what kind of bag would u keep that in? me personally would take 2 contractor bags about 20 foot of cordage, usually a medium size knife on my belt and a folding pocket knife, a lighter and matches, bc its a scout or 24h kit, a bandana, and a steel water bottle or canteen/cup, and small fishing kit inside a side bag I guess u can call it, just an over the shoulder across. and sometimes il carry a ground roll and belt axe dependin how long il be out that day.

  13. Wolffenstein Outdoors Sports and Archery says:

    maybe you can replace your knife with one thats made from high carbon steel …. you can strike sparks from the blade with a flint ….

  14. Aj Smith says:

    wrap the bottom of your water bottle with a good spiderwire, braided.Sharpen that knife. i probly would ditch the emergency blamket ,roll up 2 contractor bags and have a little spare room, for tender for starting a fire.

  15. tim keele says:

    thanks for posting this. I've found it 2 yrs after you made it, and as I am putting together a ultralight kit of my own I appreciate your contribution.
    quibble: I don't know in what type of environment you're hiking in, but I suspect it's not SoCal (offseason) or the Sierra Nevadas where I hike (summertime). Andrew Skurka makes the point that the kit has to be designed around the expected terrain and conditions. the kit suitable for eastern woodland situations isn't right for me. So few posters specify this. so, please understand that I'm not suggesting you change your kit to match the conditions I run across, but that if I were handed your kit, these are some changes I would feel compelled to make so that it would be suitable for me. and perhaps some of them might suit you, in your situation.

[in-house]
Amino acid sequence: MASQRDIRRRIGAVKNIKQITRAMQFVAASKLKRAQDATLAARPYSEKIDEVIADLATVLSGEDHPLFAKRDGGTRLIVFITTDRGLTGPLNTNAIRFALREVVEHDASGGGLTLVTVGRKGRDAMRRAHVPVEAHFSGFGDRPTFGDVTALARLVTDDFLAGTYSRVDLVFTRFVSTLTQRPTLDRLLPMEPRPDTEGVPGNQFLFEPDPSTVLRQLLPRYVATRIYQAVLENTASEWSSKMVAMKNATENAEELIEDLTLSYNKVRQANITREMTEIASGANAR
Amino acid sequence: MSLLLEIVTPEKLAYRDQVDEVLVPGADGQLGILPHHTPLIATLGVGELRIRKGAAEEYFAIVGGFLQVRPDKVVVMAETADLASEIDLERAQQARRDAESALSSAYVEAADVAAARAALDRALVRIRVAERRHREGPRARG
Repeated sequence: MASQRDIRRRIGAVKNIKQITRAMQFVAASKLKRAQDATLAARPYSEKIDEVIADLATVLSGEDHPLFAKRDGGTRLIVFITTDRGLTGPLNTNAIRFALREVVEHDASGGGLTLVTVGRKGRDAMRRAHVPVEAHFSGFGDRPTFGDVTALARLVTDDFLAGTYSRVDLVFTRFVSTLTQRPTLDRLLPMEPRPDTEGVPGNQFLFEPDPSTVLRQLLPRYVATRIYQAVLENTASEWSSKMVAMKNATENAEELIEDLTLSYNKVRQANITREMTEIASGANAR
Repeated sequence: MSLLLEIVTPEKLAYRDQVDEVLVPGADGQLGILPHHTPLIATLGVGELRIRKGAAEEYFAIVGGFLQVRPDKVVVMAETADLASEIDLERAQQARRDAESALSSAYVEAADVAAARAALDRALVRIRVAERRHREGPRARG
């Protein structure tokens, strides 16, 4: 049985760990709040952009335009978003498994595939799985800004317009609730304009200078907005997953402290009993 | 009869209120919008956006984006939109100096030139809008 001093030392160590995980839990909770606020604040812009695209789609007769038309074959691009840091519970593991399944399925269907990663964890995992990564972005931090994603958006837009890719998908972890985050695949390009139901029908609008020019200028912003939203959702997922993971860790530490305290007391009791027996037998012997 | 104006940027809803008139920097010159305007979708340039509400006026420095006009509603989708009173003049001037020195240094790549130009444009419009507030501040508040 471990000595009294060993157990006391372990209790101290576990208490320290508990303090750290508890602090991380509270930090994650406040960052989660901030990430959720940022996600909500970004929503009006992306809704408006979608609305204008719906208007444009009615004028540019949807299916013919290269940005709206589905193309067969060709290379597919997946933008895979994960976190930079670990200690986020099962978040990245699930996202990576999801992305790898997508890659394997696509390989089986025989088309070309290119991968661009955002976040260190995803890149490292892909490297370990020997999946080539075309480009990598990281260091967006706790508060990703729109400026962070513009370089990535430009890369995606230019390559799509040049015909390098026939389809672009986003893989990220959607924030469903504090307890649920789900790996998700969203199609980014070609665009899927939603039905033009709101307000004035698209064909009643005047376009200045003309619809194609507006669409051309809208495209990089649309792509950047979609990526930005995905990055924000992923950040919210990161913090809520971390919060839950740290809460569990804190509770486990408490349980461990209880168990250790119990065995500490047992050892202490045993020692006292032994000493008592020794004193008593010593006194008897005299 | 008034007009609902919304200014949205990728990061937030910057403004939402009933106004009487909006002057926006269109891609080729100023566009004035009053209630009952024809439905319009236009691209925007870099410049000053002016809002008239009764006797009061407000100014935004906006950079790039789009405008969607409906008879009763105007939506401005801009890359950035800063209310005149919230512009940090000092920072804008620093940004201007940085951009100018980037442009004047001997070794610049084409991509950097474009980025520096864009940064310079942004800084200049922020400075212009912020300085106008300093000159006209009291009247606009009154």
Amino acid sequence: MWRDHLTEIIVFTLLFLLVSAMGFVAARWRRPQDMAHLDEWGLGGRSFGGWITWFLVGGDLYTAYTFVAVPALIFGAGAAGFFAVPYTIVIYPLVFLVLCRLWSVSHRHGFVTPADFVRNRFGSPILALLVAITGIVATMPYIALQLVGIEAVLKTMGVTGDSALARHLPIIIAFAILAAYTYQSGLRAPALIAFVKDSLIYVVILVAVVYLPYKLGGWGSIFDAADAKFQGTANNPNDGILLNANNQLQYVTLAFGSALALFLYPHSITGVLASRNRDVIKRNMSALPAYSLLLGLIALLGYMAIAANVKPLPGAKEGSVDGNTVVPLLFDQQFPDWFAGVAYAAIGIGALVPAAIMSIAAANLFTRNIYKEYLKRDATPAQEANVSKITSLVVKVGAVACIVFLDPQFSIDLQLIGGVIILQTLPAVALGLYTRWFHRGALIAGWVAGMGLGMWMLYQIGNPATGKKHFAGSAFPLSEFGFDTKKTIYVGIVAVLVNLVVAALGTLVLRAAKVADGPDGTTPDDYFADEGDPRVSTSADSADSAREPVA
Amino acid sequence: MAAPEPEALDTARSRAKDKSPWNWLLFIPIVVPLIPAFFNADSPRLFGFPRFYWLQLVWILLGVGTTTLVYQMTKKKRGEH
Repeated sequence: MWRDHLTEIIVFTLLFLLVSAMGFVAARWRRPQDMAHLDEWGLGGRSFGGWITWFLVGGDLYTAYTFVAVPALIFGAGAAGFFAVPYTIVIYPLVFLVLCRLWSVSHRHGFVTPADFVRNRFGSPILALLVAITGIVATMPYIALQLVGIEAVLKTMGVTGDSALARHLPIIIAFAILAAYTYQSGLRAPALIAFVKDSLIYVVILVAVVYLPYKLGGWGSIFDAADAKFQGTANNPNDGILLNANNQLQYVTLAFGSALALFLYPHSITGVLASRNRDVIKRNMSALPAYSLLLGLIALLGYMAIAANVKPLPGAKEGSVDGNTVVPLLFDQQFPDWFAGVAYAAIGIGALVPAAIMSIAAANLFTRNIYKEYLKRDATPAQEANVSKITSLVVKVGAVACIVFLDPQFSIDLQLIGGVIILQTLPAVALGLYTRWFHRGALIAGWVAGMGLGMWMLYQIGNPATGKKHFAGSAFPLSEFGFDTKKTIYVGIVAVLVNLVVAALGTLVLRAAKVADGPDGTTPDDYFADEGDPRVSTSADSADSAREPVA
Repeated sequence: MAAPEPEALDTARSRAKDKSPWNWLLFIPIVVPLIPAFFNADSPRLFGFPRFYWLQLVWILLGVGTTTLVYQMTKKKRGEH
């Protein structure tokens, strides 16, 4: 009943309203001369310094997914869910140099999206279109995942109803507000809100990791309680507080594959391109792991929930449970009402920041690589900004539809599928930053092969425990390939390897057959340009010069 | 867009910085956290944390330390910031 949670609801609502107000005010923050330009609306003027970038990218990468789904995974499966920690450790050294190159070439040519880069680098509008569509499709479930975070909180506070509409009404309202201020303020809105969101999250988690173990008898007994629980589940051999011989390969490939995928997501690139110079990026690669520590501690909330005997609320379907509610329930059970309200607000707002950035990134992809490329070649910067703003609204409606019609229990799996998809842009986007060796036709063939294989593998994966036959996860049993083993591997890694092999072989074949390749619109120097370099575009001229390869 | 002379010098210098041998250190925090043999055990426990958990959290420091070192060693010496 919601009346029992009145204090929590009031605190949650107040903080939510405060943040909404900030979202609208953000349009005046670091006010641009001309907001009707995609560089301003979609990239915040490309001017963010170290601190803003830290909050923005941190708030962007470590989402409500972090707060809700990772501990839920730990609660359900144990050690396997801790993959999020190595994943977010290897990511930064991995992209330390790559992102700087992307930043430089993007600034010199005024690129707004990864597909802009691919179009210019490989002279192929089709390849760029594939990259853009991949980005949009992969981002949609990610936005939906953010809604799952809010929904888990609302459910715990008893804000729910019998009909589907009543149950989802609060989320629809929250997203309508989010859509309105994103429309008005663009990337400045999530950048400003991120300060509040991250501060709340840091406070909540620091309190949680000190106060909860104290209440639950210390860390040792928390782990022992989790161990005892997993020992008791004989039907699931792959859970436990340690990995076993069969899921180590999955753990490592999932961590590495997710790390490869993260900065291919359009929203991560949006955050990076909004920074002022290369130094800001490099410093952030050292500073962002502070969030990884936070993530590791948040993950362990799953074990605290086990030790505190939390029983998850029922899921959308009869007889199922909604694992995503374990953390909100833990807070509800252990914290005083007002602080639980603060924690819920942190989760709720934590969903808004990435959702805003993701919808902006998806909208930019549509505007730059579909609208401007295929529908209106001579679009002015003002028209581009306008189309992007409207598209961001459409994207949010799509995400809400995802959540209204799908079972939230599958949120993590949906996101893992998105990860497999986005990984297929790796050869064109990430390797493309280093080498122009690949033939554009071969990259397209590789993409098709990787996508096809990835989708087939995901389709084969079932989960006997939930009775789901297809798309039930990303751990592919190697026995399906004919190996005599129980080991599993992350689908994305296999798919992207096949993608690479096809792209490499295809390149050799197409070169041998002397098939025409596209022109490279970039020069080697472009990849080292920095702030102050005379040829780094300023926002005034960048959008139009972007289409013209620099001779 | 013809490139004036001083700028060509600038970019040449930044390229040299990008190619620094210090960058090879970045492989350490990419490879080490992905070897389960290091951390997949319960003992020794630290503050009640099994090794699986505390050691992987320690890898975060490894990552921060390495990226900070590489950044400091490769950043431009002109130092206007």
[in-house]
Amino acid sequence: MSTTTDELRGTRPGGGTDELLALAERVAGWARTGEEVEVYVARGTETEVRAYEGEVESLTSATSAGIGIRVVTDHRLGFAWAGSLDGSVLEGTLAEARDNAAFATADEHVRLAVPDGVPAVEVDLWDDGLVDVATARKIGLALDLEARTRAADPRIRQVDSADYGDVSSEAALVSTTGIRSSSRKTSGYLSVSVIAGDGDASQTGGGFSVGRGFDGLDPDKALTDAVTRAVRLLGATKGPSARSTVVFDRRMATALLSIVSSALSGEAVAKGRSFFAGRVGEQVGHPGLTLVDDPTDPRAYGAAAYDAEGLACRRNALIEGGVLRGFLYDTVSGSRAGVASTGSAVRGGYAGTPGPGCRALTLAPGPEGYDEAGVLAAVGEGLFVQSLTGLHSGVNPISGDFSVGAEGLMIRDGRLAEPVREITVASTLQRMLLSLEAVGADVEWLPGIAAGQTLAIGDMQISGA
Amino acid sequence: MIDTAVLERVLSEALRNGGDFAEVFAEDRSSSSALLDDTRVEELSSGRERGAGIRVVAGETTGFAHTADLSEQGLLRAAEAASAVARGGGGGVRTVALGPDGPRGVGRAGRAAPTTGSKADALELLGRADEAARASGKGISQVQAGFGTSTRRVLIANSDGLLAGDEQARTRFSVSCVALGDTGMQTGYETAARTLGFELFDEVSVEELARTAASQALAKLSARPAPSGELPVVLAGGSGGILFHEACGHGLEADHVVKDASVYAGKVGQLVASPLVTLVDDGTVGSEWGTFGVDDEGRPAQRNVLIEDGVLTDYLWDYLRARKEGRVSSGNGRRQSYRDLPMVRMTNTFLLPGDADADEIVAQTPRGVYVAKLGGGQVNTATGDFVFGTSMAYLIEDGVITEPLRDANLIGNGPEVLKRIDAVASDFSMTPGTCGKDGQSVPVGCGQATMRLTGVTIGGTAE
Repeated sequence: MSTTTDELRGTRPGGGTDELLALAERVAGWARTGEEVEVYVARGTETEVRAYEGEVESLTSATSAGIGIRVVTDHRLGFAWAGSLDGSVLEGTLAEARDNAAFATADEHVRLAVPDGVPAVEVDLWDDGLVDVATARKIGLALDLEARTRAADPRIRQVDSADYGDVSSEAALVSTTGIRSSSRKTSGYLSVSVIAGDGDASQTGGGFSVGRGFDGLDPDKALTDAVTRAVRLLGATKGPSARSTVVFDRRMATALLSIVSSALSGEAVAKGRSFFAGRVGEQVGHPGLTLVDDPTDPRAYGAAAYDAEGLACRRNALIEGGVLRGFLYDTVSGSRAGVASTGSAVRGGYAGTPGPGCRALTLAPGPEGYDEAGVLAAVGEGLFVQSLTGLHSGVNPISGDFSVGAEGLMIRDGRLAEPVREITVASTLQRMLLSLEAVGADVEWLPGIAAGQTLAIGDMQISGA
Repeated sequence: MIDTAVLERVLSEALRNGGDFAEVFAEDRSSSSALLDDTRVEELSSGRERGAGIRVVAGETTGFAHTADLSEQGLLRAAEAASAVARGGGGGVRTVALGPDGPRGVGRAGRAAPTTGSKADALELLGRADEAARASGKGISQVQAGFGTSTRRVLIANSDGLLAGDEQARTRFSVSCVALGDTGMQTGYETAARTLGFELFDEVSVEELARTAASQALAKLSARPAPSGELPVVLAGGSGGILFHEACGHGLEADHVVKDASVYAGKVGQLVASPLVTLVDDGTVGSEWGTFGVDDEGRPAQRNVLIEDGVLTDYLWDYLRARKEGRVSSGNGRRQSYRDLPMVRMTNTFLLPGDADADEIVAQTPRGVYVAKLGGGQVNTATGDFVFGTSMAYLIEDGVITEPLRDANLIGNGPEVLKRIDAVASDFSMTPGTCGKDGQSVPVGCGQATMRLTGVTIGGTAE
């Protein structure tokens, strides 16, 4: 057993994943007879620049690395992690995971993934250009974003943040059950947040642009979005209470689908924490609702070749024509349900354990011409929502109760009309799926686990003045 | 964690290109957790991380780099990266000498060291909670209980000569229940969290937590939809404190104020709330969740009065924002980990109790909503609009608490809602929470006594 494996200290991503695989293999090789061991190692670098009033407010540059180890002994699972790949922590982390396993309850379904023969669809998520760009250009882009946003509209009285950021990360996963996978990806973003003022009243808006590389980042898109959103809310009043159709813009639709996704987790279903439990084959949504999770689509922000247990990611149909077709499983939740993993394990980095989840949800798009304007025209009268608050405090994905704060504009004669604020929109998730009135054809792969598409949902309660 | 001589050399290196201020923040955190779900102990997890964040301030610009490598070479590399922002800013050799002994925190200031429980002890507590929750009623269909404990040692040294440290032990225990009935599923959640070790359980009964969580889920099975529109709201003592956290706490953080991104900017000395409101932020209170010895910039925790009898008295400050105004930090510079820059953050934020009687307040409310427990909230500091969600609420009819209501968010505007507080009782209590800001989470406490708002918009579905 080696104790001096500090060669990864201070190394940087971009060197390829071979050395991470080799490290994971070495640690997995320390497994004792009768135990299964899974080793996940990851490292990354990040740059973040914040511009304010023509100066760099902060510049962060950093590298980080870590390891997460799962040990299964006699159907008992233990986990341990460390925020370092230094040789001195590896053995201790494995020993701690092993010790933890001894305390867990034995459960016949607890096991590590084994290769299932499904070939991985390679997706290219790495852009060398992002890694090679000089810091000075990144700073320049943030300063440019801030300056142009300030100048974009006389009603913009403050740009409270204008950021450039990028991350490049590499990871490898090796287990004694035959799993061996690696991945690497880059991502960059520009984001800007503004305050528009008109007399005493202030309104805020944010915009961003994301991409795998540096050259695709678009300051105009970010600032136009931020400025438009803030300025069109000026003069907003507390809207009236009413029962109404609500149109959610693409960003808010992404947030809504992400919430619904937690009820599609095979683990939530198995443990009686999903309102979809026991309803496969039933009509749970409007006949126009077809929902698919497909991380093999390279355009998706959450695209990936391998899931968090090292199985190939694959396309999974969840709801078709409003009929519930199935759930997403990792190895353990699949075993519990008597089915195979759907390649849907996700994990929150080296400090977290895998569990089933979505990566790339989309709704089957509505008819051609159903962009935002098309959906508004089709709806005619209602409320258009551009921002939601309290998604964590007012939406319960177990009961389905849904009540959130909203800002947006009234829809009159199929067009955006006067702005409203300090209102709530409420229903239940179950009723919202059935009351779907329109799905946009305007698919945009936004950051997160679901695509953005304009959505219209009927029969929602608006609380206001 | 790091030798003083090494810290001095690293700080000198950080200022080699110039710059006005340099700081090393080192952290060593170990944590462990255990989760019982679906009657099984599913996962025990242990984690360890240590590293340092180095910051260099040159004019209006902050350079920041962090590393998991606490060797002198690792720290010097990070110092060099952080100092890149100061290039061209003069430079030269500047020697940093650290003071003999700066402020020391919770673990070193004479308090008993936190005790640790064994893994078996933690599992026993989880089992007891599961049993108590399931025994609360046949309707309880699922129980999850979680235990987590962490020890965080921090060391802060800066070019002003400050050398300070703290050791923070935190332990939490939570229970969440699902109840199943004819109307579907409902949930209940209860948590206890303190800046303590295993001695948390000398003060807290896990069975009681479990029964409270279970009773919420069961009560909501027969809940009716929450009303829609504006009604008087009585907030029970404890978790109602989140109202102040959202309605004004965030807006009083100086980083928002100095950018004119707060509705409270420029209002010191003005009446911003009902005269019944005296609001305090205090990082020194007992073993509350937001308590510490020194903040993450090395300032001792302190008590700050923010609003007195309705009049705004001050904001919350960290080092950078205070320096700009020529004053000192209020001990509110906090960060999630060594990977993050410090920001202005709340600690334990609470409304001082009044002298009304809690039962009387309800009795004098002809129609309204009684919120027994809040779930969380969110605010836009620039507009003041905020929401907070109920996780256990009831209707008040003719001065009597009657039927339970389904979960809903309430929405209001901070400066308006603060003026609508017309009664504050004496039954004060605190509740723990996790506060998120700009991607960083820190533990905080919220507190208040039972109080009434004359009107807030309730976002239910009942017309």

mods I'd make to your kit to make it more suitable for me(agreeing w/others on some things):
    I'd lose the Nalgene, (2) 23.75 oz smartwater bottles hold more water and empty weigh less than a Nalgene.
    add a water filter or aquamira drops, or something like that. I use a Sawyer mini squeeze.
    I'd lose the core your cordage is wrapped around. pre-tie guylines to tarp, make a ridgeline including whatever loops or prusiks I might prefer (making sure I've left some extra cordage to acct for variations in ridgeline length. take small amt of extra cordage as backup.
    if you're gonna bring a camp knife, I second the guy who said Mora companion HD. I love mine. I just won't bring it to Sierras. campfire permits are expensive and scarce, and a lot of restrictions are in force during the current extreme drought conditions. I bring a Gerber SS pocketknife (1.1 oz.). weight management is vital, imo.